2019-04 From the President: Strengthening our effectiveness

During its March meeting, the UMRA Board of Directors recommended a change in our by-laws that is intended to help us retain and leverage the experience and institutional memory of immediate past presidents. This proposal will be presented for approval at UMRA’s annual meeting on May 21. Because the change may seem a little complicated, the board suggested a detailed explanation from me might be helpful.

In our current structure, UMRA members can serve up to six years on the board (i.e. two three-year terms). The by-laws also state, somewhat vaguely, that the president shall hold office for a period of one year and shall not be elected for more than one full consecutive term.

It often happens that a president-elect is either chosen from the board, prior to completing a three-year term, or is selected from outside the board without having served any prior term. When the latter occurs, it means the president will serve just three years on the board—one year each as president-elect, president, and past president.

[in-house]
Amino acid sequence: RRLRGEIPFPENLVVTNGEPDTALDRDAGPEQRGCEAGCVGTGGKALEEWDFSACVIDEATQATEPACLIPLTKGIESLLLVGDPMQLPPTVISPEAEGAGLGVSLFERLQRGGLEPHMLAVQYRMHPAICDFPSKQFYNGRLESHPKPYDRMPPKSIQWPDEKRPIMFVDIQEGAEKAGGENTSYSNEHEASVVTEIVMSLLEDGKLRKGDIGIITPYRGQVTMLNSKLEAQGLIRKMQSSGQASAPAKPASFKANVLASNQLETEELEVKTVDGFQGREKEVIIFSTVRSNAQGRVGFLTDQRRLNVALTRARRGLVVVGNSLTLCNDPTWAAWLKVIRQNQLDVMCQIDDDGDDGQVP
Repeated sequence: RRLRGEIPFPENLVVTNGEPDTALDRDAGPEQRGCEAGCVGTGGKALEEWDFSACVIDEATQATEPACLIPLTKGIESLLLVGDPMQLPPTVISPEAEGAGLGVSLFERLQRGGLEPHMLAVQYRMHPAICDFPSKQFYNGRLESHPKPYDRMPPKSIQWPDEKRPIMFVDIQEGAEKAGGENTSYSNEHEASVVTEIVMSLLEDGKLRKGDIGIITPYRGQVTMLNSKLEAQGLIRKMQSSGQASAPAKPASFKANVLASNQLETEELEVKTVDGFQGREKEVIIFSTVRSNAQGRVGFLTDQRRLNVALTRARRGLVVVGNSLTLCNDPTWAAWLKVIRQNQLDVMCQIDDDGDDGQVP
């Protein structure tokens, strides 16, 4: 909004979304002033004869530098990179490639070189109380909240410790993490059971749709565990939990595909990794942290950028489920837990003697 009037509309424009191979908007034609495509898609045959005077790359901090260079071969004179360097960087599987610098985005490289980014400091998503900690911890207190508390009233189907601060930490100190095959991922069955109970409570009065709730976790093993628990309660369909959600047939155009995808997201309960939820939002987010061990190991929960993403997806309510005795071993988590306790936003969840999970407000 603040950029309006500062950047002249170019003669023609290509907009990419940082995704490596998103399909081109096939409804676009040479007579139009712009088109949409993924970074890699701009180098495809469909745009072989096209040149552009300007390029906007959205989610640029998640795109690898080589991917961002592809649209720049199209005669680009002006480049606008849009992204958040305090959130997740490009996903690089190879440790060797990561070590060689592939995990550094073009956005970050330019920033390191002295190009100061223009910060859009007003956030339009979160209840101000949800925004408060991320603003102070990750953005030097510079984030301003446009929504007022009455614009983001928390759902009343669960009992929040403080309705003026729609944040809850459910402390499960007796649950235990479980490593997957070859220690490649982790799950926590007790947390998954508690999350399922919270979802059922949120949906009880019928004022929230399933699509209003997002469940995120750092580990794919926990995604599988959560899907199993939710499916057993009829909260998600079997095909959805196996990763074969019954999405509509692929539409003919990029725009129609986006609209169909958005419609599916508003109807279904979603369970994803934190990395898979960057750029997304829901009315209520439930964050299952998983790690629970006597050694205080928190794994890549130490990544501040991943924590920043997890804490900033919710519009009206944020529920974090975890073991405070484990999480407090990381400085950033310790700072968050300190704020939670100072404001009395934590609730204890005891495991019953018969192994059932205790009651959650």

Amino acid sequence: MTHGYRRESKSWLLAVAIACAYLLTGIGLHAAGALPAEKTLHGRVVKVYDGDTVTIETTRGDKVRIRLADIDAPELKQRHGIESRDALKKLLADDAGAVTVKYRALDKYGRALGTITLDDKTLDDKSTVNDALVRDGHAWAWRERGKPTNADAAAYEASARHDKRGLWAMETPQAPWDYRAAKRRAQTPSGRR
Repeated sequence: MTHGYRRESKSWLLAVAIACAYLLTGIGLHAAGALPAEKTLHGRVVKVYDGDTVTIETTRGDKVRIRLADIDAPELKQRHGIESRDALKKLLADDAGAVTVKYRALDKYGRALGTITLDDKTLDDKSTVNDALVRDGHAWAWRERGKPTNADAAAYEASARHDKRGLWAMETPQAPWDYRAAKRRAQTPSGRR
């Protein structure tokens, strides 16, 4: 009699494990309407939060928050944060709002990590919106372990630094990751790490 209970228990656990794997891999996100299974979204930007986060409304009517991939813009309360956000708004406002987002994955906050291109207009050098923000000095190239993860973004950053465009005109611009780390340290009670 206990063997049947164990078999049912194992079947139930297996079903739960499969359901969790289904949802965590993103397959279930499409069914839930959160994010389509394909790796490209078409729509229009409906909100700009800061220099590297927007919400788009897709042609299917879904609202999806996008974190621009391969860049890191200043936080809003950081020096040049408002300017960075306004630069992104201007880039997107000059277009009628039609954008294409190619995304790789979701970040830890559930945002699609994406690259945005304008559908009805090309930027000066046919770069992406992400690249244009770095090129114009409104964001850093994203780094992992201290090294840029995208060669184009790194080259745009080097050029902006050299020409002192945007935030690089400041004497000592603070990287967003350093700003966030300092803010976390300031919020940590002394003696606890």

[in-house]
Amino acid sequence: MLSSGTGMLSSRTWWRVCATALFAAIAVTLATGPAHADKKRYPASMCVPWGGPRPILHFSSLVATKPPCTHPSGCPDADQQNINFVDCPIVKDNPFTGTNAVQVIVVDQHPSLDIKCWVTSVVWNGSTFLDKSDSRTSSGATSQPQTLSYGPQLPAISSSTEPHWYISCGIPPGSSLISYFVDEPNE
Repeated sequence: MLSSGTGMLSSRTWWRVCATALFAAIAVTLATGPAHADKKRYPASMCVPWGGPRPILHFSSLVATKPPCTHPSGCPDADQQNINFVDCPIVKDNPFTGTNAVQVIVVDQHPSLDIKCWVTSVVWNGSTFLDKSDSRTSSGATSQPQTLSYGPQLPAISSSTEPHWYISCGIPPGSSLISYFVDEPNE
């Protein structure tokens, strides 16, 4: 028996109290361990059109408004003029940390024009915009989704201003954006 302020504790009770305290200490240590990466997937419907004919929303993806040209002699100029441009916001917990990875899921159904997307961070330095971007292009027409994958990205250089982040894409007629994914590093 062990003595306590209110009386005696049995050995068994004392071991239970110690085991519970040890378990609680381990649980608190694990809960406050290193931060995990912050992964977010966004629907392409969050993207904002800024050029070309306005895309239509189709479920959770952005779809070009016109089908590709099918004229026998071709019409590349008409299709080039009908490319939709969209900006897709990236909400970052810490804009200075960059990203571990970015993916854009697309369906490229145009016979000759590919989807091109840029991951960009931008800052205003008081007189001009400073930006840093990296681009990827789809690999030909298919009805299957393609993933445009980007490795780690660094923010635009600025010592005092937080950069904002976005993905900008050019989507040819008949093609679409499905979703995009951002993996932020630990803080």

Therefore, to help ensure that we do not lose the expertise and experience of such a key UMRA leader, the board is recommending a change to the current by-laws that will offer the immediate past president the opportunity to remain on the board until she/he has completed a full six years of service. 

Council of Past Presidents
I believe this change will also strengthen the link between the Council of Past Presidents and the board. The Council of Past Presidents serves as a think tank for UMRA, considering both overarching issues such as our relationship to the University and more specific concerns; for example, the council was a primary driver in the effort to secure better space for our monthly meetings. Having as members of the council up to three past presidents who are still current board members should help facilitate communication and effectiveness.

Please feel free to contact me or any of the current UMRA Board members if you have any questions of suggestions.

—Jerry Rinehart, UMRA president